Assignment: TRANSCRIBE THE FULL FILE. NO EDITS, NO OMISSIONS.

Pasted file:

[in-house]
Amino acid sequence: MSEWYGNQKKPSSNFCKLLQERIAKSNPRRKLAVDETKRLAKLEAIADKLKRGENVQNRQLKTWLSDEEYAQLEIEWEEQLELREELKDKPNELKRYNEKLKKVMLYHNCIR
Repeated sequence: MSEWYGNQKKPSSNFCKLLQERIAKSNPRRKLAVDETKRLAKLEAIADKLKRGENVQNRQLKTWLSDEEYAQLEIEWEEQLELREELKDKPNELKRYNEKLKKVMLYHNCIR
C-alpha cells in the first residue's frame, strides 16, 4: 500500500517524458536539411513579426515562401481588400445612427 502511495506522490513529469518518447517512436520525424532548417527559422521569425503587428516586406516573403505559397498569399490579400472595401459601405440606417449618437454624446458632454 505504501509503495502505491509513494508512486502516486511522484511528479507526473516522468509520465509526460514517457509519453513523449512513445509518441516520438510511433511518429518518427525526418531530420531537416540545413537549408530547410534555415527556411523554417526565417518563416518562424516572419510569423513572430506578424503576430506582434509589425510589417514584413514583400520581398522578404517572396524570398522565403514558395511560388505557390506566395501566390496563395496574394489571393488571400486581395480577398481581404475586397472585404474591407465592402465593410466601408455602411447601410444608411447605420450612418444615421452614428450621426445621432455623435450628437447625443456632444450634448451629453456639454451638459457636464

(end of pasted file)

[in-house]
Amino acid sequence: MSEWYGNQKKPSSNFCKLLQERIAKSNPRRKLAVDETKRLAKLEAIADKLKRGENVQNRQLKTWLSDEEYAQLEIEWEEQLELREELKDKPNELKRYNEKLKKVMLYHNCIR
Repeated sequence: MSEWYGNQKKPSSNFCKLLQERIAKSNPRRKLAVDETKRLAKLEAIADKLKRGENVQNRQLKTWLSDEEYAQLEIEWEEQLELREELKDKPNELKRYNEKLKKVMLYHNCIR
C-alpha cells in the first residue's frame, strides 16, 4: 500500500517524458536539411513579426515562401481588400445612427 502511495506522490513529469518518447517512436520525424532548417527559422521569425503587428516586406516573403505559397498569399490579400472595401459601405440606417449618437454624446458632454 505504501509503495502505491509513494508512486502516486511522484511528479507526473516522468509520465509526460514517457509519453513523449512513445509518441516520438510511433511518429518518427525526418531530420531537416540545413537549408530547410534555415527556411523554417526565417518563416518562424516572419510569423513572430506578424503576430506582434509589425510589417514584413514583400520581398522578404517572396524570398522565403514558395511560388505557390506566395501566390496563395496574394489571393488571400486581395480577398481581404475586397472585404474591407465592402465593410466601408455602411447601410444608411447605420450612418444615421452614428450621426445621432455623435450628437447625443456632444450634448451629453456639454451638459457636464